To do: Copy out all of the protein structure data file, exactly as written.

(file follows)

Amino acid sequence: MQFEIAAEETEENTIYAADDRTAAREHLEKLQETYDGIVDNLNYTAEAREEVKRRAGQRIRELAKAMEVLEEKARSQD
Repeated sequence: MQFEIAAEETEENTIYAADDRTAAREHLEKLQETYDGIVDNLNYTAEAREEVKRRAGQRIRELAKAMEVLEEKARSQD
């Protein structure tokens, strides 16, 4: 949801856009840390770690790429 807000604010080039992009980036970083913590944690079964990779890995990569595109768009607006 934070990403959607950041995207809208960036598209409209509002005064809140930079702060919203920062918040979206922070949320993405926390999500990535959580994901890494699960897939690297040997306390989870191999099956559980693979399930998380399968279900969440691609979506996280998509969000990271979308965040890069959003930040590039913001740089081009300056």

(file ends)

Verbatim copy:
Amino acid sequence: MQFEIAAEETEENTIYAADDRTAAREHLEKLQETYDGIVDNLNYTAEAREEVKRRAGQRIRELAKAMEVLEEKARSQD
Repeated sequence: MQFEIAAEETEENTIYAADDRTAAREHLEKLQETYDGIVDNLNYTAEAREEVKRRAGQRIRELAKAMEVLEEKARSQD
């Protein structure tokens, strides 16, 4: 949801856009840390770690790429 807000604010080039992009980036970083913590944690079964990779890995990569595109768009607006 934070990403959607950041995207809208960036598209409209509002005064809140930079702060919203920062918040979206922070949320993405926390999500990535959580994901890494699960897939690297040997306390989870191999099956559980693979399930998380399968279900969440691609979506996280998509969000990271979308965040890069959003930040590039913001740089081009300056």